Frankly speaking, I never want to hear his voice again.
Many critics of his recent trips have compared his conduct out of office unfavorably with that of Jimmy Carter, a man who was given only four years to inflict his particular brand of syrupy tedium on the nation while quietly setting the stage for the Reagan Revolution, but who has now spent something like four decades admonishing not only Americans but all the people of the world — Parthians, and Medes, and Elamites, as he might put it — in his futile hectoring Sunday school teacher voice on issues ranging from Israel to assault weapons to same-sex marriage to North Korea. It’s not even that he’s wrong about everything: It’s just that he’s so insufferable that you don’t want him to be right.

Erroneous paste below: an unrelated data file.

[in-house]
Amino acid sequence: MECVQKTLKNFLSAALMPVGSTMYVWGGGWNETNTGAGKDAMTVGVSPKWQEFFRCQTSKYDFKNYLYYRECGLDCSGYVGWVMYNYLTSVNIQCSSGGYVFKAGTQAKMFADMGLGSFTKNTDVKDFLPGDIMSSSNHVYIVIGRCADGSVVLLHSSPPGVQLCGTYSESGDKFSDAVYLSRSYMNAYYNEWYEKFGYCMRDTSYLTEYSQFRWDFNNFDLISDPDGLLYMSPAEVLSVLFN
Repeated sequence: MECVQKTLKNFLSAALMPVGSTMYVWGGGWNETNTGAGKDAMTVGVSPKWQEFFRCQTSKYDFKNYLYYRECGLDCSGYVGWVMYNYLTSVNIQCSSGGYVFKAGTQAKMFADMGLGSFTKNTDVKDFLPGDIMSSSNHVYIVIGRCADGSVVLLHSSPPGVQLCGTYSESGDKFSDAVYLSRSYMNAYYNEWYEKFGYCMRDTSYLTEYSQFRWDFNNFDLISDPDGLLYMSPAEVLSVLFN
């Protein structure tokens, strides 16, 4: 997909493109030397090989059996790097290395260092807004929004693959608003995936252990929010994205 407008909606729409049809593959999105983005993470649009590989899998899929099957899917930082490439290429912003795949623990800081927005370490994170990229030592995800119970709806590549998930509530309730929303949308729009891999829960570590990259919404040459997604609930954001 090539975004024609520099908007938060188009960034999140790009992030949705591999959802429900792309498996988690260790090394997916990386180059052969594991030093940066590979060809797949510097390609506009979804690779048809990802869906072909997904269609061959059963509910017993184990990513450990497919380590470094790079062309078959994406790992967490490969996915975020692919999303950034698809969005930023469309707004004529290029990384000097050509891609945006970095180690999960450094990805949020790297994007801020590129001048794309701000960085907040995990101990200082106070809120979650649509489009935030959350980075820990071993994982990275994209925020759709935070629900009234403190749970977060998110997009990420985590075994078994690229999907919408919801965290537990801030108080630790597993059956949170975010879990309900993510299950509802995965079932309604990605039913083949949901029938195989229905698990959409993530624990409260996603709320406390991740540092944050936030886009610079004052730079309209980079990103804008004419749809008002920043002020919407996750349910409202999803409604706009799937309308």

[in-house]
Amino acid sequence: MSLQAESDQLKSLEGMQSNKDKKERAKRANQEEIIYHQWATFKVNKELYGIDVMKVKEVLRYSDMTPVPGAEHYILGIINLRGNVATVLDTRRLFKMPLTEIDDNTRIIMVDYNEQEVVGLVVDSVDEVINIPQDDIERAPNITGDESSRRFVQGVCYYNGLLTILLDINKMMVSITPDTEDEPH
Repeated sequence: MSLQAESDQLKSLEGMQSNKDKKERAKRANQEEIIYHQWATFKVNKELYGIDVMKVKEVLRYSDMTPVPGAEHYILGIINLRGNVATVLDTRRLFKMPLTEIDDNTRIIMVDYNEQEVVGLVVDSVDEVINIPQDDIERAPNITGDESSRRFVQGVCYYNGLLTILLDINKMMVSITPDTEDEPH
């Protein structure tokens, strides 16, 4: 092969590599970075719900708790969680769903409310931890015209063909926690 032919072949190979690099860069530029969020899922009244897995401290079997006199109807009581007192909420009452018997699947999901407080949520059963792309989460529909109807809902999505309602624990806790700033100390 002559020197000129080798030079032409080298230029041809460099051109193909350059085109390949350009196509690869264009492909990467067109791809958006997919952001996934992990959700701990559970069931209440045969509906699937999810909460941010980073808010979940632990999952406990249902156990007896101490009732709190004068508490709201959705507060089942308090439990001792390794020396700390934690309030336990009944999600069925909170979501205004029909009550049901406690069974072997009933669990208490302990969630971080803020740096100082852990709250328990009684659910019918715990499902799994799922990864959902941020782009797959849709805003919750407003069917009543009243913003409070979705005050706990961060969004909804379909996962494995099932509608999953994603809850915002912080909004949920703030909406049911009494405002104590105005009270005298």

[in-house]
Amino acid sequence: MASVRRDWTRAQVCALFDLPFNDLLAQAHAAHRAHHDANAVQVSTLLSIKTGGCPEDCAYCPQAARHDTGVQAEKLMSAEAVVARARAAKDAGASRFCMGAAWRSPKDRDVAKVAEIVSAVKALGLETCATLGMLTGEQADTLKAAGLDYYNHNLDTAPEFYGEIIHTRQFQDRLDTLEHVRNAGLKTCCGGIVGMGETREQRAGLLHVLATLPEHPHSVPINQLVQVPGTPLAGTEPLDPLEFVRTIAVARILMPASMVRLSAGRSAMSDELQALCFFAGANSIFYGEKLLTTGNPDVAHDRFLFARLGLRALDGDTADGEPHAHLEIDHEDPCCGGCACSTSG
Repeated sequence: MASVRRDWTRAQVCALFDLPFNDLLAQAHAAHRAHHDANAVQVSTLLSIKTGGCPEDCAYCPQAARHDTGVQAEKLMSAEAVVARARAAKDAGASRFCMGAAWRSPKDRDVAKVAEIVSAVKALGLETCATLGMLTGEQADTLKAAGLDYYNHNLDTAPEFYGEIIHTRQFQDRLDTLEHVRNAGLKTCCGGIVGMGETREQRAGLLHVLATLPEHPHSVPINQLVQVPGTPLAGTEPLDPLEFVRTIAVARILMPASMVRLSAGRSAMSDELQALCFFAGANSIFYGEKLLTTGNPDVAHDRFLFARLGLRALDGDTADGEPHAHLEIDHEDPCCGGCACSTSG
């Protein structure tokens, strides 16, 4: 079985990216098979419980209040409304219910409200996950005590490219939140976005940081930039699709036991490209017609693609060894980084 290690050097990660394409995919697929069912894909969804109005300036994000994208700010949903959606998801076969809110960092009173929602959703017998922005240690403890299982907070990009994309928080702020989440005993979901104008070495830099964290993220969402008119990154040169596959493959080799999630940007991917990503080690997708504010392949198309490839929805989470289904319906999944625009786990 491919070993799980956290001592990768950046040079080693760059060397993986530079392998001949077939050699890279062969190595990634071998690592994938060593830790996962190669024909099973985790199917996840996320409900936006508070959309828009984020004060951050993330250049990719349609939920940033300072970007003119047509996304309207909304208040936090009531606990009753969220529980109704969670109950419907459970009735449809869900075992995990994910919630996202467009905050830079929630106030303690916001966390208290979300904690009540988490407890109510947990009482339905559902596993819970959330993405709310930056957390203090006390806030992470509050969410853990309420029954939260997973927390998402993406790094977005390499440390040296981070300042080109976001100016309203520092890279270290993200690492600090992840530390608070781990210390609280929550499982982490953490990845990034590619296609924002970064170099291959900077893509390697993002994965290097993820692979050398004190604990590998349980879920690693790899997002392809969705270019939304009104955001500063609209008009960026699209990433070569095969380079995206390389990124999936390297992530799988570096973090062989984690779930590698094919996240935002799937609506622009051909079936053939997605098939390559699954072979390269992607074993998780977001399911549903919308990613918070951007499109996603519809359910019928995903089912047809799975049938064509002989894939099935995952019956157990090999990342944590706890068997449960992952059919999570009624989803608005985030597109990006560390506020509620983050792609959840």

Many Americans have always felt the same way about Obama. His cool young teacher brand of omnidirectional uplift, his unhesitatingly smarmy optimism, his smug insistence that everyone who has ever disagreed with him is a cynical meanie-head, his obsession with getting things done at all costs and without regard for the consequences — who could miss any of this? Which is why I do not exactly relish 40 or so years of books and PBS specials and late-night TV appearances à la Carter.